4. In the Tradition from Ibn Bukayr, that latter said: I said to Abu 'Abd Allah (i.e. Imam Ja'far al-Sadiq), 'I stopped at al-Arjan. My heart struggled with me about staying at the grave of your father. When I left, my heart was apprehensive and worried so that I went back out of fear of the authorities, informers and soldiers from the garrisons.'
He said: 'Ibn Bukayr, don't you want God to see you fearful concerning us? Don't you known that God shades anyone who is afraid, out of fear for us, under the protection of His throne. His reporter under the throne is al-Husayn and God keeps him safe from the terrors of the Day of Resurrection. The people will be terrified but he will not be terrified. The angels will bring succour to his power and they will quieten his heart with good news."17
5. In a Tradition of Abu'Abd Allah (Imam Jafar al-Sadiq), he said: "Ali (ibn Maymun al-Sayigh), make a pilgrimage to al-Husayn and do not abandon him.' 'Ali ibn Maymun asked: 'What reward will there be for anyone who goes to him?' He replied: 'For him who goes to him on foot, God has ordained a good reward for each step and the removal of an evil for each step, and He has raised his rank.'18
6. In a Tradition which is reported from Imam Ja'far al-Sadiq, he said: 'Whoever would rejoice to be at the tables of light on the Day of Resurrection, let him be among those who make pilgrimages to al-Husayn ibn'Ali.'19
7. In a Tradition from Imam Musa al-Kazim ibn Jafar, who said: 'The least reward for one who makes a visitation to al-Husayn on the banks of the Euphrates, if he recognises his right, his sanctity and his authority as Imam, will be that his past and later sins will be forgiven.'20
8. In a Tradition whose chain of authorities goes back to Imam 'Ali al-Rida ibn Musa, he said: 'Every Imam has a mutual compact with his close associates and his Shi'a. This compact can be properly fulfilled and carried out by making visitations to their tombs. Whoever of them makes a visitation to them out of the desire to make such a visitation and in confirmation of their desire, for them their Imams will be intercessors on the Day of Resurrection.'21
* * *
There are examples of the hundreds, perhaps thousands, of texts which have come from the Imams of the Holy Family urging pilgrimages to al-Husayn in different ways.
Some of these texts came in answer to questions from different men; others were made from the beginning without any question in order to direct the thought of the Shi'a towards pilgrimages.
Because of these texts which are specific to the pilgrimage to al-Husayn or those in which the Imams urge pilgrimages to the Prophet and other Imams or other righteous men and woman a Shi'ite social and cultural climate has developed in respect to the pilgrimage, in a general way, and in respect to the pilgrimage to al-Husayn, in particular.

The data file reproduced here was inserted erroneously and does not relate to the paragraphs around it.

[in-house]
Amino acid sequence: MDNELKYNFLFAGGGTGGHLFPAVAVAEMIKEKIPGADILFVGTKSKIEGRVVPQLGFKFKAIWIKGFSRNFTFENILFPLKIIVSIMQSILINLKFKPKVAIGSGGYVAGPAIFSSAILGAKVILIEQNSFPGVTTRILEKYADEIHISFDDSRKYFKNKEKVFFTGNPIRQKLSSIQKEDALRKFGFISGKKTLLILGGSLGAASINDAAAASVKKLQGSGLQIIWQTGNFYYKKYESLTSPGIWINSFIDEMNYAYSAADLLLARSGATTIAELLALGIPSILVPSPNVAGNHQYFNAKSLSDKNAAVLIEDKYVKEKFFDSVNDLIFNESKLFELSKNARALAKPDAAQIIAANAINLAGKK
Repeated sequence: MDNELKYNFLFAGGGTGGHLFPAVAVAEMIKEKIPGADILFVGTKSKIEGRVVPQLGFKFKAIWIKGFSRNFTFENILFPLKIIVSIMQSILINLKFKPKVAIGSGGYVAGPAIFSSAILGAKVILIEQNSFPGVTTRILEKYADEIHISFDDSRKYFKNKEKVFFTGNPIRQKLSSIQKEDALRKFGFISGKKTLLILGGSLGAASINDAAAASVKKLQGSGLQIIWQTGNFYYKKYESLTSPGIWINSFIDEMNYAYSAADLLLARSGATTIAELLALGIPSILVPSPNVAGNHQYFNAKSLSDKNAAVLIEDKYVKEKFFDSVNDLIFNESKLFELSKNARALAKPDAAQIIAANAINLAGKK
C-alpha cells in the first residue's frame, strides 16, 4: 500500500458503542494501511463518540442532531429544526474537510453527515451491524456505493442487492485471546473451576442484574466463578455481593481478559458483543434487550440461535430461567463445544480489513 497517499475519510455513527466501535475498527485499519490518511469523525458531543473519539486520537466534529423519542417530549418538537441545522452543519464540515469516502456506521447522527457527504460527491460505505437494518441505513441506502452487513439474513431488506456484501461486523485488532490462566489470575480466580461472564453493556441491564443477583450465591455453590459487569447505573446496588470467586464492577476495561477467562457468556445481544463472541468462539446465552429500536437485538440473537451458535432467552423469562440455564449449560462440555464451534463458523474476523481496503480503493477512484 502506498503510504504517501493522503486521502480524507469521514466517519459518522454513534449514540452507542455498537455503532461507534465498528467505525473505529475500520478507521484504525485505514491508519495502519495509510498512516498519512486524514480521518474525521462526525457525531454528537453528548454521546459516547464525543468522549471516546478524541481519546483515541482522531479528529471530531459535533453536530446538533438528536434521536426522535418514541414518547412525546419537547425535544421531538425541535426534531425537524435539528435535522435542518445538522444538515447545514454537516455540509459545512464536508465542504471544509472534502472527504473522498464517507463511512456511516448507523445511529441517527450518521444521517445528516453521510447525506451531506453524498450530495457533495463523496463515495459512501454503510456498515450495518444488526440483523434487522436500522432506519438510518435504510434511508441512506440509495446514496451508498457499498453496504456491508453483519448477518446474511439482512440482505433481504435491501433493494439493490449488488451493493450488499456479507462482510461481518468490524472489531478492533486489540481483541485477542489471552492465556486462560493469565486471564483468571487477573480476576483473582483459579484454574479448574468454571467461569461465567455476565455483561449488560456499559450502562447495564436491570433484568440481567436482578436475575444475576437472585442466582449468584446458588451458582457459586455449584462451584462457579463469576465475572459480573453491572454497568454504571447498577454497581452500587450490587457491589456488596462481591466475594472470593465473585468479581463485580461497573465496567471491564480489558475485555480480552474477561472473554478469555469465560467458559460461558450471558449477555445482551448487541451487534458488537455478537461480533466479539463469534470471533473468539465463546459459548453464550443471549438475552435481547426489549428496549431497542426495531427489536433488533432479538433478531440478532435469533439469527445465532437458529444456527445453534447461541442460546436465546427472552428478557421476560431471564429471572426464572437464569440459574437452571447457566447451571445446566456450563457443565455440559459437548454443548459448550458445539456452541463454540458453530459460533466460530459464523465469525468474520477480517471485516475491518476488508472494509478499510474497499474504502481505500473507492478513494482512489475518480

This has formed an emotional human tendency which constantly grows in importance in all lives and places which it travels through at all times and in all circumstances.
Among the evidence for the growing importance of the pilgrimage among the Shi'a is the story that one of the adherents of the Shi'a complained to the seventh Imam, Musa al-Kazim ibn Ja'far, that the pilgrimage to al-Husayn had become so well-known that the pious pilgrim was no longer able to practise it without drawing attention to himself.
This was something which was a negation of the piety which made a Muslim prefer to do good works secretly. He reported: I went to the Imam and said: 'May I be your ransom, people who know of this matter22 and others who do not, are making pilgrimages to al-Husayn. Even women are making the journey to him. It has become very famous so that I have held myself back going because of the fame which I have seen it to have.' The Imam stopped without answering for some time. Then he came towards me and said: 'O Iraqi, since they make themselves known, you will not make yourself known! By God, anyone who goes to al-Husayn recognising his rights, cannot but have his past and later sins forgiven by God.'23
Fear of the official authorities did not succeed in limiting the development and spread of this tendency. There are texts which indicate that the measure of the authorities only had a slight effect. It appears that this tendency-as the nature of things requires-began little by little. Then it constantly grew in importance and its scope widened.